13_web_pub_notes - Page 1 of 4 Introduction to IT Lecture...

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Introduction to IT Lecture Notes Topics 13: Web Publishing (Thanks to Dr. Haipeng Guo) Let's say that you are sitting at your computer, surfing the Web, and you type in an URL to the address bar of a browser (Chrome, Opera, IE, Netscape, Firefox, or whatever). You press return. And magically, no matter where in the world that URL lives, the page pops up on your screen. Have you ever wondered how this process works? Have you ever wanted to create your own Web page and put it online? In this chapter we will learn how to accomplish this step by step. 1 The Basic Process Taking Dr. Guo's web page as an example. Here are the basic steps behind the scenes on the process of getting it onto your computer screen: 1. The browser broke the URL (Uniform Resource Locator) into three parts: The protocol ("http") The server name (" www.uic.edu ") The file name ("~hpguo/index.html"). 2. The browser communicated with a name server to translate the server name " www.uic.edu.hk " into an IP Address, which it uses to connect to the server machine. 3. The browser then formed a connection to the server at that IP address on port 80. (We'll discuss ports later.) 4. Following the HTTP protocol, the browser sent a GET request to the server, asking for the file " http://uic.edu.hk/~hpguo/ index.html " 5. The server then sent the HTML (HyperText Markup Language) text for the Web page to the browser. 6. The browser read the HTML tags and formatted the page onto your screen. 2 The Basic Terms In order to talk about Web pages and how they work, you will want to understand four simple terms: 1. Web page - A Web page is a simple text file that contains not only text, but also a set of HTML tags that describe how the text should be formatted when a browser displays it on the screen. The tags are simple instructions that tell the Web browser how the page should look when it is displayed. The tags tell the browser to do things like change the font size or color, or arrange things in columns. The Web browser interprets these tags to decide how to format the text onto the screen. 2. HTML - HTML stands for Hyper Text Markup Language. A "markup language" is a computer language that describes how a page should be formatted. If all you want to do is display a long string of black and white text with no formatting, then you don't need HTML. But if you want to change fonts, add colors, create headlines and embed graphics in your page, HTML is the language you use to do it. 3. Web browser - A Web browser, like Netscape Navigator or Microsoft Internet Explorer, is a computer program (also known as a software application, or simply an application) that does two things: r A Web browser knows how to go to a Web server on the Internet and request a page, so that the browser can pull the page through the network and into your machine. r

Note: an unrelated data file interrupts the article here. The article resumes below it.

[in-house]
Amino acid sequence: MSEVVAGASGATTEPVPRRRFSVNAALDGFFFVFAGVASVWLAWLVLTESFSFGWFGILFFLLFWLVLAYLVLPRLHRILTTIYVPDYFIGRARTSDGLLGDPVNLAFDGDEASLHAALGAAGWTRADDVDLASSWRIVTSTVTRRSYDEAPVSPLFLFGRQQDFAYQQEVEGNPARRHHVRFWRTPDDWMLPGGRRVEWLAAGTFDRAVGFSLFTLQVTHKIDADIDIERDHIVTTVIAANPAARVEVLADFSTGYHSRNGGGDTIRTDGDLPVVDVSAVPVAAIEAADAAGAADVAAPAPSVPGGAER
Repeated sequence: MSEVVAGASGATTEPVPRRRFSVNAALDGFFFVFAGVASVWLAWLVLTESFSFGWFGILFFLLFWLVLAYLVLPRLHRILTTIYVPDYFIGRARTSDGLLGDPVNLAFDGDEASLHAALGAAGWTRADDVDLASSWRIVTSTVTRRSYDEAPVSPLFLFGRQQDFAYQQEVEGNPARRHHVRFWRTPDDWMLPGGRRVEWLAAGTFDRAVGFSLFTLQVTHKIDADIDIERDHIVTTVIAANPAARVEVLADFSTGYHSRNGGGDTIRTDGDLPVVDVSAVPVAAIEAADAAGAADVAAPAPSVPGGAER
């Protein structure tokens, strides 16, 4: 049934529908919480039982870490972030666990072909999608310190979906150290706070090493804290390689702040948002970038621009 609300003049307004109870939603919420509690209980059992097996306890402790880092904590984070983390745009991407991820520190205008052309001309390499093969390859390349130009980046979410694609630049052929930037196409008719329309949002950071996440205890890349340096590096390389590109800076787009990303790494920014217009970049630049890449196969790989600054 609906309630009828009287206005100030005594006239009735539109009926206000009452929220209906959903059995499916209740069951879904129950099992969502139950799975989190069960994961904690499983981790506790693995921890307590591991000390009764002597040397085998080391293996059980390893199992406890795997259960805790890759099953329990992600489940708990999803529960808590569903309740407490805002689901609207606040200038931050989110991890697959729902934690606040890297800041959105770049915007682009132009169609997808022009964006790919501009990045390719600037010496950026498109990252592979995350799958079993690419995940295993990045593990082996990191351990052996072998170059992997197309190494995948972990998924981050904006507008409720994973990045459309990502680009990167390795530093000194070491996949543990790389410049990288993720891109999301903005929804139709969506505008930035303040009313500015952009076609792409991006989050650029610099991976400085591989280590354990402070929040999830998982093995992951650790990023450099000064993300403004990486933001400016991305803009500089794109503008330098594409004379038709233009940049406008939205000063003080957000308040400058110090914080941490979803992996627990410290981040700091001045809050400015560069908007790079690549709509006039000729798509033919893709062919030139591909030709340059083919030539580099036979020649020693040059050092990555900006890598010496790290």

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This note was uploaded on 03/28/2010 for the course COMPUTER H 2012 taught by Professor Dave during the Spring '10 term at Quebec Abitibi-Temiscamingue.

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13_web_pub_notes - Page 1 of 4 Introduction to IT Lecture...

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